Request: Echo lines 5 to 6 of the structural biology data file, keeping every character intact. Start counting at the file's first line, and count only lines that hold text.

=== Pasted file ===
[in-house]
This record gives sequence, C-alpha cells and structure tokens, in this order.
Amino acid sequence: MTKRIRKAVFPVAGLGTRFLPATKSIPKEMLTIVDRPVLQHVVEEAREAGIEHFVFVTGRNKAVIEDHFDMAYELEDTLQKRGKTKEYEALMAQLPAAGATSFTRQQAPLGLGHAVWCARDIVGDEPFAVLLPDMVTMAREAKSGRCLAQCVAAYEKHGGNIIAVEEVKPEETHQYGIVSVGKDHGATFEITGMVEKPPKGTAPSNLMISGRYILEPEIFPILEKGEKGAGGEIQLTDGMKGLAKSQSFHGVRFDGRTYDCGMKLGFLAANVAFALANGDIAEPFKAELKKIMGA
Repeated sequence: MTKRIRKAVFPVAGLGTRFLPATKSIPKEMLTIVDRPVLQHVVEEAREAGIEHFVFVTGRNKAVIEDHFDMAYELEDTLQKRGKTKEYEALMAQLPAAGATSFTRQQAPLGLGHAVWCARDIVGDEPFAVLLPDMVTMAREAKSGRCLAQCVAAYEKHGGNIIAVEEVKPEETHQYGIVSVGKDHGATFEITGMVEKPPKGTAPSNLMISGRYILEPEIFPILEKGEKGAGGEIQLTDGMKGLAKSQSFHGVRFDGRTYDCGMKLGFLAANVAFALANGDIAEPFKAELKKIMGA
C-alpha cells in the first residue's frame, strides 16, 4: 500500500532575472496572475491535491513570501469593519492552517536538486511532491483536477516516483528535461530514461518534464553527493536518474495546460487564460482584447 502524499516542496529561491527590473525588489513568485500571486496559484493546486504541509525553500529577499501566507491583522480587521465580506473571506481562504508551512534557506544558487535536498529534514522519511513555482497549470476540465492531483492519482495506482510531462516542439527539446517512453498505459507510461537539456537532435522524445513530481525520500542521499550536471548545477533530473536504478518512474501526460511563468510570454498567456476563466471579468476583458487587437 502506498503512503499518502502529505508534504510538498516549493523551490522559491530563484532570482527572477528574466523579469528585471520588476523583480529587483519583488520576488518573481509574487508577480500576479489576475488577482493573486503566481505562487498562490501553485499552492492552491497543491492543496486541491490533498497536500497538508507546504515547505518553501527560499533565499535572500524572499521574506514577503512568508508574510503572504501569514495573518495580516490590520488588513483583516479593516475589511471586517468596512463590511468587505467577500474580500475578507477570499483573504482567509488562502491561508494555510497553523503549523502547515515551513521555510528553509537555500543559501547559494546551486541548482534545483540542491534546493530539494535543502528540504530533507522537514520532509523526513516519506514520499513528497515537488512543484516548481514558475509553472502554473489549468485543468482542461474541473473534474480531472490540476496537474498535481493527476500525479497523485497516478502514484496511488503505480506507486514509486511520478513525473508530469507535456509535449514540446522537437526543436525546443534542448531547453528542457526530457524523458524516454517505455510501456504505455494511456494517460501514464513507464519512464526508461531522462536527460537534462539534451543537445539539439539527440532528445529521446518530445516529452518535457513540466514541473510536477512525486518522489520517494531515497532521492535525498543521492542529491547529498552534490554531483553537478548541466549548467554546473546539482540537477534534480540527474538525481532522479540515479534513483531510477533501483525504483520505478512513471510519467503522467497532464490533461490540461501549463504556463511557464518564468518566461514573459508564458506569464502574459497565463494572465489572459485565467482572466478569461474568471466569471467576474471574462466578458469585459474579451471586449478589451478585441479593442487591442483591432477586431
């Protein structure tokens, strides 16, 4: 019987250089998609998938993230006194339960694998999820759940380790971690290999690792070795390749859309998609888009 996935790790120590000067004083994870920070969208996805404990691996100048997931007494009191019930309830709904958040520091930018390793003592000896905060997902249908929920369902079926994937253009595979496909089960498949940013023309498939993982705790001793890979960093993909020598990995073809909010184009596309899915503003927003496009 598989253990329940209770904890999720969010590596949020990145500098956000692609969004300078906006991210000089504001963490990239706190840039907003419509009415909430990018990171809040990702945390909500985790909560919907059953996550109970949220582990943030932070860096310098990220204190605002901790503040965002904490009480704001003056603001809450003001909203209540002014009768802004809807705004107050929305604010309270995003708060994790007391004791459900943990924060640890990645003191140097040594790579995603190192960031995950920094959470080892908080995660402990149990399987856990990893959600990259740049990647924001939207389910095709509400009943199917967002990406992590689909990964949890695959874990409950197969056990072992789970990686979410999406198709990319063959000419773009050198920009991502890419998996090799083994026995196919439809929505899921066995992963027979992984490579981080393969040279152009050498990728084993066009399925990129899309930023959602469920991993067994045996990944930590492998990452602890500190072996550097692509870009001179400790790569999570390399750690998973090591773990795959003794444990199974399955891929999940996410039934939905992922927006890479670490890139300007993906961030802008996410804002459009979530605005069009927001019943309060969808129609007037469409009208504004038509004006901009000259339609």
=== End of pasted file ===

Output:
C-alpha cells in the first residue's frame, strides 16, 4: 500500500532575472496572475491535491513570501469593519492552517536538486511532491483536477516516483528535461530514461518534464553527493536518474495546460487564460482584447 502524499516542496529561491527590473525588489513568485500571486496559484493546486504541509525553500529577499501566507491583522480587521465580506473571506481562504508551512534557506544558487535536498529534514522519511513555482497549470476540465492531483492519482495506482510531462516542439527539446517512453498505459507510461537539456537532435522524445513530481525520500542521499550536471548545477533530473536504478518512474501526460511563468510570454498567456476563466471579468476583458487587437 502506498503512503499518502502529505508534504510538498516549493523551490522559491530563484532570482527572477528574466523579469528585471520588476523583480529587483519583488520576488518573481509574487508577480500576479489576475488577482493573486503566481505562487498562490501553485499552492492552491497543491492543496486541491490533498497536500497538508507546504515547505518553501527560499533565499535572500524572499521574506514577503512568508508574510503572504501569514495573518495580516490590520488588513483583516479593516475589511471586517468596512463590511468587505467577500474580500475578507477570499483573504482567509488562502491561508494555510497553523503549523502547515515551513521555510528553509537555500543559501547559494546551486541548482534545483540542491534546493530539494535543502528540504530533507522537514520532509523526513516519506514520499513528497515537488512543484516548481514558475509553472502554473489549468485543468482542461474541473473534474480531472490540476496537474498535481493527476500525479497523485497516478502514484496511488503505480506507486514509486511520478513525473508530469507535456509535449514540446522537437526543436525546443534542448531547453528542457526530457524523458524516454517505455510501456504505455494511456494517460501514464513507464519512464526508461531522462536527460537534462539534451543537445539539439539527440532528445529521446518530445516529452518535457513540466514541473510536477512525486518522489520517494531515497532521492535525498543521492542529491547529498552534490554531483553537478548541466549548467554546473546539482540537477534534480540527474538525481532522479540515479534513483531510477533501483525504483520505478512513471510519467503522467497532464490533461490540461501549463504556463511557464518564468518566461514573459508564458506569464502574459497565463494572465489572459485565467482572466478569461474568471466569471467576474471574462466578458469585459474579451471586449478589451478585441479593442487591442483591432477586431
């Protein structure tokens, strides 16, 4: 019987250089998609998938993230006194339960694998999820759940380790971690290999690792070795390749859309998609888009 996935790790120590000067004083994870920070969208996805404990691996100048997931007494009191019930309830709904958040520091930018390793003592000896905060997902249908929920369902079926994937253009595979496909089960498949940013023309498939993982705790001793890979960093993909020598990995073809909010184009596309899915503003927003496009 598989253990329940209770904890999720969010590596949020990145500098956000692609969004300078906006991210000089504001963490990239706190840039907003419509009415909430990018990171809040990702945390909500985790909560919907059953996550109970949220582990943030932070860096310098990220204190605002901790503040965002904490009480704001003056603001809450003001909203209540002014009768802004809807705004107050929305604010309270995003708060994790007391004791459900943990924060640890990645003191140097040594790579995603190192960031995950920094959470080892908080995660402990149990399987856990990893959600990259740049990647924001939207389910095709509400009943199917967002990406992590689909990964949890695959874990409950197969056990072992789970990686979410999406198709990319063959000419773009050198920009991502890419998996090799083994026995196919439809929505899921066995992963027979992984490579981080393969040279152009050498990728084993066009399925990129899309930023959602469920991993067994045996990944930590492998990452602890500190072996550097692509870009001179400790790569999570390399750690998973090591773990795959003794444990199974399955891929999940996410039934939905992922927006890479670490890139300007993906961030802008996410804002459009979530605005069009927001019943309060969808129609007037469409009208504004038509004006901009000259339609």